- We are only building the backend in Serverless Framework.
- The backend is defined using CloudFormation in Serverless Framework. While we use AWS CDK in SST.
Before we get started, here’s a link to the GitHub repo of the app that we will be building. Make sure to hang on to it for reference.
We also have the React.js frontend that connects to this — https://github.com/AnomalyInnovations/serverless-stack-demo-client
Now let’s get started with building our app!
In this chapter, we are going to set up the Serverless Framework on our local development environment.
Install Serverless globally.
$ npm install serverless -g
In your working directory; create a project using a Node.js starter. We’ll go over some of the details of this starter project in the next chapter.
$ serverless install --url https://github.com/AnomalyInnovations/serverless-nodejs-starter --name notes-api
Go into the directory for our backend api project.
$ cd notes-api
Now the directory should contain a few files including, the handler.js and serverless.yml.
- handler.js file contains actual code for the services/functions that will be deployed to AWS Lambda.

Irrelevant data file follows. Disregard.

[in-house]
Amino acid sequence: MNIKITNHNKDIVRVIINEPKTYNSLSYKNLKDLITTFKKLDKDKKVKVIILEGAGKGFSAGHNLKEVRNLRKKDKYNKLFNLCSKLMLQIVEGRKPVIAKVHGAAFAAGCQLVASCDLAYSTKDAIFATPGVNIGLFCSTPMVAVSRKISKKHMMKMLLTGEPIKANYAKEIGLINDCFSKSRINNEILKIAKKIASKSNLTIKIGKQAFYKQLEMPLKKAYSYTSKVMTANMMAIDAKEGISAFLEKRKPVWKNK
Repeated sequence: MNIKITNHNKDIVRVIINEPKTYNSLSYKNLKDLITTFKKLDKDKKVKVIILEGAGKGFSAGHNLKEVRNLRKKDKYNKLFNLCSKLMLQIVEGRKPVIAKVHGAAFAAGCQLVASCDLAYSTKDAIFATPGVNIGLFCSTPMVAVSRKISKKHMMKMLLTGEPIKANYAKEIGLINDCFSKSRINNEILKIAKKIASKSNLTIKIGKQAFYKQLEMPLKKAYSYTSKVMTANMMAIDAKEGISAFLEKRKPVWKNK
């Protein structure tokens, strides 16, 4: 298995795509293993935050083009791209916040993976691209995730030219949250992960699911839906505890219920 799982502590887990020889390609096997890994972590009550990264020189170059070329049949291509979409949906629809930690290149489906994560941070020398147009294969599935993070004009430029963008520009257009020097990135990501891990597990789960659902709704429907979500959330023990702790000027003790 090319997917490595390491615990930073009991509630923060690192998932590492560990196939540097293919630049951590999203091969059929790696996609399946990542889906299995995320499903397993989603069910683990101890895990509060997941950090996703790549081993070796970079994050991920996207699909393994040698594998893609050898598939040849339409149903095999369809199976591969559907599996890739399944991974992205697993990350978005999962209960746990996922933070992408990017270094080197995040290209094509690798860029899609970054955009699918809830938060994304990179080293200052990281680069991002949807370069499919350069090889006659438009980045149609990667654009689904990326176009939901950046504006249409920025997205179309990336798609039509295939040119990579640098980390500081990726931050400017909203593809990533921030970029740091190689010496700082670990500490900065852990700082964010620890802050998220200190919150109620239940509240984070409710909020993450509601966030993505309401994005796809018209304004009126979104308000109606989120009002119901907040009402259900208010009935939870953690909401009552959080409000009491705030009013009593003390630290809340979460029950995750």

- serverless.yml file contains the configuration on what AWS services Serverless Framework will provision and how to configure them.
We also have a
tests/ directory where we can add our unit tests.
Install Node.js packages
The starter project relies on a few dependencies that are listed in the
At the root of the project, run.
$ npm install
Next, we’ll install a couple of other packages specifically for our backend.
$ npm install aws-sdk --save-dev
$ npm install firstname.lastname@example.org --save
- aws-sdk allows us to talk to the various AWS services.
- uuid generates unique ids. We need this for storing things to DynamoDB.
Update Service Name
Let’s change the name of our service from the one in the starter.
serverless.yml and replace the default with the following.
# Create an optimized package for our functions
- serverless-bundle # Package our functions with Webpack
- serverless-dotenv-plugin # Load .env as environment variables
service name is pretty important. We are calling our service the
notes-api. Serverless Framework creates your stack on AWS using this as the name. This means that if you change the name and deploy your project, it will create a completely new project!
We are also defining one Lambda function called
hello. It has a handler called
handler.hello. It follows the format:
So in this case the handler for our
hello Lambda function is the
hello function that is exported in the
Our Lambda function also responds to an HTTP GET event with the path
/hello. This will make more sense once we deploy our API.
You’ll notice the plugins that we’ve included —
serverless-dotenv-plugin. The serverless-offline plugin is helpful for local development. While the serverless-dotenv-plugin will be used later to load the
.env files as Lambda environment variables.
Let’s look at this in detail.